Welcome to the last installment of our Parent Feeding Practices series, where we look at the tactics parents use to get their kids to eat and how they effect your child’s eating.
We’ve covered prompting and pressuring your child to eat and food restriction, and are now winding down with the ever-controversial rewarding kids for eating topic. The truth is, we’ve all probably succumbed to rewarding our kids for eating, whether we like to admit it or not. It’s a prevalent practice, and sometimes we do it without thinking.
Today I’m taking a different approach and sharing a conversation I had with my 15 year old daughter, G.
We don’t talk too much about nutrition (unless she brings it up) but somehow we got on the topic of rewarding children for their eating behavior (eating all their food or eating a specific food). I was mentioning the results from a 2010 study published in Appetite, which was being discussed on another blog, about rewarding preschool children for trying new fruits and vegetables (the results showed that preschoolers ate more fruits and vegetables when presented with a reward, and this carried over to meals without a reward, and 6 months later effects were still seen). I was interested in G’s opinion about using rewards to get kids to eat.
Me: “What do you think about rewarding kids with dessert, stickers or presents for eating vegetables?”
She snorted. I thought, here we go, she’s going to give a read on this that only a teen could give, filled with cynicism and clarity. Her response was emphatic.
G: “That doesn’t work! When kids get older there’s not going to be anyone to bribe them with food, prizes, or stars. So kids will just not care about vegetables, because they won’t mean anything to them anymore. And vegetables will be just on the list of things kids don’t like (and never did like) anyway.”
She’s got a point.
Rewarding children may get them to eat more, or get them to try, but does it get them to like what they eat?
According to G, rewarding is a lot of work for little pay off in the long run. After all, what you choose to eat as you age reflects what you like.
Take, for example, Father of the Year. He still doesn’t like many cooked vegetables, but there are enough that he will eat. And guess what? The vegetables he eats are the ones that he likes! No more, no less.
Some people will eat vegetables for their health properties (me), but not all people roll that way. And in my experience, kids are more like Father of the Year than they are like health-conscious adults.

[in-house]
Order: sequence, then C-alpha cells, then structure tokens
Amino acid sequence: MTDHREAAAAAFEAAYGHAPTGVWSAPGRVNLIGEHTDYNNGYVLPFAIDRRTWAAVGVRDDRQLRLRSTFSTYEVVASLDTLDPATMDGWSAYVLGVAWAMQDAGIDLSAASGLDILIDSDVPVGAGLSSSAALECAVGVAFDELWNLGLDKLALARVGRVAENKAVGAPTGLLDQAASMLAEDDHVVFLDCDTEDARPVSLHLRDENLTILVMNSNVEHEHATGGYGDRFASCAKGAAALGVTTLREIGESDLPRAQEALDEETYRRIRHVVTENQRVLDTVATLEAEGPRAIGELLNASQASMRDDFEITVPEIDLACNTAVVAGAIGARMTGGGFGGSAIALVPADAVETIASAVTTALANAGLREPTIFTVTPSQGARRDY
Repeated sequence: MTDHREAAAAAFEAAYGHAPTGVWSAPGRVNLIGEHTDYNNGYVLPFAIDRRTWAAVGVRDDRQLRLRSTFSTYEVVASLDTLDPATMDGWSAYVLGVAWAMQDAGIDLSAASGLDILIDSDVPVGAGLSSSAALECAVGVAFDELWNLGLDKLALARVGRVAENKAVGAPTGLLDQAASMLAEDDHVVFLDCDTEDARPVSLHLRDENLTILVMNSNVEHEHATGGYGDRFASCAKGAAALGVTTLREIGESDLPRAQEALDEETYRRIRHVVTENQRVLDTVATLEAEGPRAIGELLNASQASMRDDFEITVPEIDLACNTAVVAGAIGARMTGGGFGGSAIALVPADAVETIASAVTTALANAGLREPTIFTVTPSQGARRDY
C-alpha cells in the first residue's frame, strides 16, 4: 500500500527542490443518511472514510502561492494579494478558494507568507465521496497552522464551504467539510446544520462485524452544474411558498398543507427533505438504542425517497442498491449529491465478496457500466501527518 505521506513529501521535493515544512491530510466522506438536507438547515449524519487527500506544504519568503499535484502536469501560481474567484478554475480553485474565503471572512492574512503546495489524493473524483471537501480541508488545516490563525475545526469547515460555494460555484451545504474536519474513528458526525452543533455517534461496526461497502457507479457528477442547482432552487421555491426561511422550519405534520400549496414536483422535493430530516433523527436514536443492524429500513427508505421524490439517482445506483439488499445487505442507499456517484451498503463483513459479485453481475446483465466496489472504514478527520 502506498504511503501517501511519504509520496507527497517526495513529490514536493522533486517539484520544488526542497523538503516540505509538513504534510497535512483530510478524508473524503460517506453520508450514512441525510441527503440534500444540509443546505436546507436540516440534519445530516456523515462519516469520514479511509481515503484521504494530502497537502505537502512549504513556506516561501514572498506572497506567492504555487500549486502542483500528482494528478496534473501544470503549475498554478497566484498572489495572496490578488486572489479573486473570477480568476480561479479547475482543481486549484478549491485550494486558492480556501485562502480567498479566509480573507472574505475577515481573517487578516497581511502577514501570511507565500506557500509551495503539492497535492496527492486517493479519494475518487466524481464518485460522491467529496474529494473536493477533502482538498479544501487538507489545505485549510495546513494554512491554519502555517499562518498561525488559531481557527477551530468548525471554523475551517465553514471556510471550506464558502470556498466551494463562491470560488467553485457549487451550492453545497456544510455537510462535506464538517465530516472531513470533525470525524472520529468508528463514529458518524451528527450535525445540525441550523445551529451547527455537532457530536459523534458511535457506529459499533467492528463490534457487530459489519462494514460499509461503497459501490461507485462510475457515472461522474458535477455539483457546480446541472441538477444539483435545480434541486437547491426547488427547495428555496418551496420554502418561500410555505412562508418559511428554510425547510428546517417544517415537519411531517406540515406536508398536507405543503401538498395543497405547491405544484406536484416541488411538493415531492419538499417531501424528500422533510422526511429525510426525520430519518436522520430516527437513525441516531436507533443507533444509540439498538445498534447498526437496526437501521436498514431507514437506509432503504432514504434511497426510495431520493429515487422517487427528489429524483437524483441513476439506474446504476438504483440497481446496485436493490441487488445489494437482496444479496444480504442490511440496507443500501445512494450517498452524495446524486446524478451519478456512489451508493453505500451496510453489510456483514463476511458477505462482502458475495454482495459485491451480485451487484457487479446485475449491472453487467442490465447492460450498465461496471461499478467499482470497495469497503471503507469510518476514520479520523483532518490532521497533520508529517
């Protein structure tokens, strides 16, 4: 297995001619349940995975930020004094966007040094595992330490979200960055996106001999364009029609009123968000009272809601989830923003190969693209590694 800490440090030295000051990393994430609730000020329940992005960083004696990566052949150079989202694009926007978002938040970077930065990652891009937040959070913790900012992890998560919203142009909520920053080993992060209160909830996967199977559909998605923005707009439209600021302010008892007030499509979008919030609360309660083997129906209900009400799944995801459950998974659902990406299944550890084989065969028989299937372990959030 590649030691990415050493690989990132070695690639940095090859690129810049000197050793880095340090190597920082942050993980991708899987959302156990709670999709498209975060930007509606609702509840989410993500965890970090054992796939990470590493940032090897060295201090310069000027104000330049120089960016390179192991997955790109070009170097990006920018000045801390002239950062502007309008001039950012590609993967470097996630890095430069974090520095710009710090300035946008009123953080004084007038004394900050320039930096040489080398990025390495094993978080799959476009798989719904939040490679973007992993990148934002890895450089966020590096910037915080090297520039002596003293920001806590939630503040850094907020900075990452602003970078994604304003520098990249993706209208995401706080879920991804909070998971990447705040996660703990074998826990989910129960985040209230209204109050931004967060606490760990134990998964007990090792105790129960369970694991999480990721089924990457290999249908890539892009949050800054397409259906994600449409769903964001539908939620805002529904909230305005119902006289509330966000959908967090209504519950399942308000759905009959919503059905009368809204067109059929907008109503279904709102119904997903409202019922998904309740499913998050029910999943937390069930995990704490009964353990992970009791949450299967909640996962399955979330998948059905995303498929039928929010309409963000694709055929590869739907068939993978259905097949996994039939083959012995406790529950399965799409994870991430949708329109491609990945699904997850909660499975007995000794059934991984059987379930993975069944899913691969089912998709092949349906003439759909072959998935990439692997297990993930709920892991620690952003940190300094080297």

For more insight, I turned to a 2011 research review on this topic in Appetite, where researchers concluded that rewards may be effective in getting kids to eat healthier as long as they are used “judiciously.”
In getting kids to eat vegetables, a reward may be effective. But using a reward to get kids to like vegetables can have a negative effect, especially if the food is already liked. While researchers agreed that offering ice cream (food) as the reward for eating vegetables is a big no-no, using stickers or praise can be effective in encouraging kids to taste new (or less liked) foods, capitalizing on food exposure as a route for eventual acceptance.
This topic got me thinking about several things. First, rewarding mostly comes from a good place: parents want to build more variety and have their kids eat well. Parents hear the message: Increase exposure to vegetables and you’ll get your child eating them before you know it. I think the word ‘exposure’ has been misinterpreted to mean”get them to eat it.”
Second, my daughter’s perspective reminded me that we disregard how kids might feel and the long term consequences when rewarding is used. Kids may feel good initially (rewards generally elicit that kind of response), but their “scooby-sense” may go on high alert and they may look for a way out of the food game, or up the ante.
What G was getting at is this: if you want kids to eat something, they need to like it. When you like something, you will eat it on your own, without reward. And liking what you eat helps your satisfaction level after eating (more on that in my interview with Brian Wansink, MD).
Are you using rewards so your child will eat vegetables?
Or are you taking a different route and working for the long term payoff of having your child like vegetables?
There are many routes to getting a child to like vegetables. Patience, understanding that it takes time to like vegetables, repeated and neutral exposures, role modeling, enhancing flavor, varied preparation methods, and so on can get your child on the road to a wide variety of liked vegetables, eventually.
I’m not sure yet if rewarding is a short-term fix or a long-term solution.
What do you think? Does rewarding your child for eating work for you (and your child) or not? Share your experiences, we’d love to hear.
Horne PJ et al. Increasing pre-school children’s consumption of fruit and vegetables. A modeling and rewards intervention. Appetite. 2011: (56) 375-385.
Cooke LJ et al. Facilitating or undermining? The effect of reward on food acceptance. A narrative review. Appetite. 2011: (57) 493-497.